IF you want better results in your life, understand first that no one else can make things better for you. Your actions will determine the results that life gives you.
Your actions are generally founded on your belief structure. And, your beliefs are very important as they are powerful. Often, they affect you beyond normal conscious control.
I know people who are adamant that if they get even slightly wet in the rain, they will catch a cold. They believe this, and it always happens to them. I have always found it interesting, that conversely, footballers often play in the rain, and do not catch a cold.
Sometime back I stumbled on a study of a hundred people who had been diagnosed with terminal cancer, but were still alive over 10 years later. The one common factor in all the survivors was not the type of treatment they had, but the belief that the treatment would work for them.
Their belief that the treatment would work, dramatically affected the way their bodies reacted to the cancer. They defied the odds, and survived.
Studies on the placebo effect also reinforce the idea of ‘belief’. A placebo is a substance containing no medication given to reinforce a patient's expectation to get well.
In her book, “Brain Sense”, researcher Faith Brynie says that the placebo cure rate is as high as 72%. She goes on to say that many studies show that the placebo effect is not deception, or a fluke. Instead, it is a product of expectation. The human brain anticipates certain outcomes, and because that belief is so strong, the desired outcome is produced.
This reinforces the fact that ‘belief’ is vital to the human mind. Both the cancer research and the placebo studies show that if you belief in something strong enough, it will happen.
So, to be successful at anything we do, we must have belief. And of all the ‘beliefs’ we develop, self-belief is critical. People with self-belief have qualities that we admire. They are confident and competent.
People with high levels of self-belief also encourage confidence in others. To become successful, we need to inspire and engage people around us. The biggest contributor to self-belief is our confidence in our ability.
As we master skills and gain expertise in any given field, we gain confidence. And as we sense that we are competent at what we do, our self-belief increases.
While positive thinking has a role in the development of our self-belief, setting and achieving goals helps us build confidence and competence.
Through my work, I have learnt that the key component to developing self-belief is being confident that the end result you want, is possible. You need to be able to say with total conviction “it really is possible for me to achieve this goal”.
Early in my entrepreneurial life, I had a partner in one of my businesses. To be frank, I had a torrid relationship with this guy. At the time, I found it virtually impossible to cope with his demands. He was over-bearing, and a tad crass, for my liking.
However, being the junior partner in the business, I had to put up with his antics. Suffice to say, that my partnership with him did not withstand the test of time, and within a few years I opted for a different path, away from him.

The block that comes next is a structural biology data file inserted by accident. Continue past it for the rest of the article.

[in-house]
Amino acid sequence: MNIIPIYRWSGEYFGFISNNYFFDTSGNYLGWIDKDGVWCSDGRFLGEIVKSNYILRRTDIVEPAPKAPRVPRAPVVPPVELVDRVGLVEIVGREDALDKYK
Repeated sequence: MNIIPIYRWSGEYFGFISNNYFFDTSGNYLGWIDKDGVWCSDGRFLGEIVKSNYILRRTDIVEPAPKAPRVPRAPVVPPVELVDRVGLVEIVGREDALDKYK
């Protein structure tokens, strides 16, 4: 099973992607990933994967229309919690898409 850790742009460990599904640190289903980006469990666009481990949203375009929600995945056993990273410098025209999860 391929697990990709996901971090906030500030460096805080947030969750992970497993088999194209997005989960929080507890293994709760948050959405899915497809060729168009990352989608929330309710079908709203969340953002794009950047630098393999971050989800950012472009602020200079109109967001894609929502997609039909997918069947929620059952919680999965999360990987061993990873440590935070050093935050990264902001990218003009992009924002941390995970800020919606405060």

While it was a very testing time for me, the one crucial learning I had from this relationship was the power of self-belief. In the face of all adversity, my partner would insist that we could do what we set out to do. My experience, knowledge and gut-feel would say otherwise. But he would insist it was possible. And I realised he truly believed that it was possible. This self-belief led to successful outcomes for our business.
Having self-belief facilitates finding creative solutions. When you approach a goal at the workplace with “disbelief” you will feel anxiety and your thinking gets clouded by this. Naturally, finding solutions becomes less probable when you feel this way.
Conversely, when you approach a goal or a problem at work with self-belief, my experience is that you are able to think clearly. This clarity stimulates better reasoning and ignites your memory more effectively. Above all, I tend to get more creative when I approach an issue with the belief that I can overcome it.
In my experience most people who lack self-belief have a strong inclination to filter out the positive aspects about themselves. Consciously work on identifying and acknowledging your results and strengths. A lot of psychological programmes that help raise a person’s self-esteem focus on getting people to list out their accomplishments.
Next, stop comparing yourself to others. It is a futile and losing battle. Because no matter how good you are at something, in this world, you will always find somebody who is better than you. So do not sabotage your own self-belief.
And finally, be a life-long learner and continually aim to better yourself. Focus on your self-efficacy. Self-efficacy refers to your belief in your capacity to execute behaviors necessary to produce specific results. Confidence always comes when you are competent. So work on increasing your competency.
As your self-believe increases, so does your value!
*Shankar R. Santhiram is a managing consultant and executive leadership coach at EQTD Consulting. He is also the author of the national bestseller “So, You Want To Get Promoted?”